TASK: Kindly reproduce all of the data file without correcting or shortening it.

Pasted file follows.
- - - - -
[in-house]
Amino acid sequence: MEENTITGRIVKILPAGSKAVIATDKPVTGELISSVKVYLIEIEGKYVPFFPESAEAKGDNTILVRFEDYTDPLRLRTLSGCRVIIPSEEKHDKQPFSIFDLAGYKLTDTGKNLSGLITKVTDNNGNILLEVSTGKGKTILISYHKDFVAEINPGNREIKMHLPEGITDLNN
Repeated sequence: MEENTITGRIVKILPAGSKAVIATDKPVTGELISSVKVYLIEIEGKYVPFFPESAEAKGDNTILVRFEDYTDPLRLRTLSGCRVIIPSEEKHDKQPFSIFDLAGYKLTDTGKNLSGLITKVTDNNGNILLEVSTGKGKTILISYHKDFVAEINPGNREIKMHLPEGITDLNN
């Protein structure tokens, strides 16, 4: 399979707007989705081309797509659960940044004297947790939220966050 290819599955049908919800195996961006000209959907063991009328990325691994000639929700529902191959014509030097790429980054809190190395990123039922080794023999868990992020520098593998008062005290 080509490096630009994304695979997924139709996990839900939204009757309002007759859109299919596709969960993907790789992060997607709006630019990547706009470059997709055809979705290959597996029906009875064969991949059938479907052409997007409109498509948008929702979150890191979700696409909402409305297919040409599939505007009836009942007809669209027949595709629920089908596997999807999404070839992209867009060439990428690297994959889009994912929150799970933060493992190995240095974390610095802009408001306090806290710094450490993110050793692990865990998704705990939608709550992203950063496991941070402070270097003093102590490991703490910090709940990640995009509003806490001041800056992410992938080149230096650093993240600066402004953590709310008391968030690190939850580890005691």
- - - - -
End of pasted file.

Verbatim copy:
[in-house]
Amino acid sequence: MEENTITGRIVKILPAGSKAVIATDKPVTGELISSVKVYLIEIEGKYVPFFPESAEAKGDNTILVRFEDYTDPLRLRTLSGCRVIIPSEEKHDKQPFSIFDLAGYKLTDTGKNLSGLITKVTDNNGNILLEVSTGKGKTILISYHKDFVAEINPGNREIKMHLPEGITDLNN
Repeated sequence: MEENTITGRIVKILPAGSKAVIATDKPVTGELISSVKVYLIEIEGKYVPFFPESAEAKGDNTILVRFEDYTDPLRLRTLSGCRVIIPSEEKHDKQPFSIFDLAGYKLTDTGKNLSGLITKVTDNNGNILLEVSTGKGKTILISYHKDFVAEINPGNREIKMHLPEGITDLNN
């Protein structure tokens, strides 16, 4: 399979707007989705081309797509659960940044004297947790939220966050 290819599955049908919800195996961006000209959907063991009328990325691994000639929700529902191959014509030097790429980054809190190395990123039922080794023999868990992020520098593998008062005290 080509490096630009994304695979997924139709996990839900939204009757309002007759859109299919596709969960993907790789992060997607709006630019990547706009470059997709055809979705290959597996029906009875064969991949059938479907052409997007409109498509948008929702979150890191979700696409909402409305297919040409599939505007009836009942007809669209027949595709629920089908596997999807999404070839992209867009060439990428690297994959889009994912929150799970933060493992190995240095974390610095802009408001306090806290710094450490993110050793692990865990998704705990939608709550992203950063496991941070402070270097003093102590490991703490910090709940990640995009509003806490001041800056992410992938080149230096650093993240600066402004953590709310008391968030690190939850580890005691």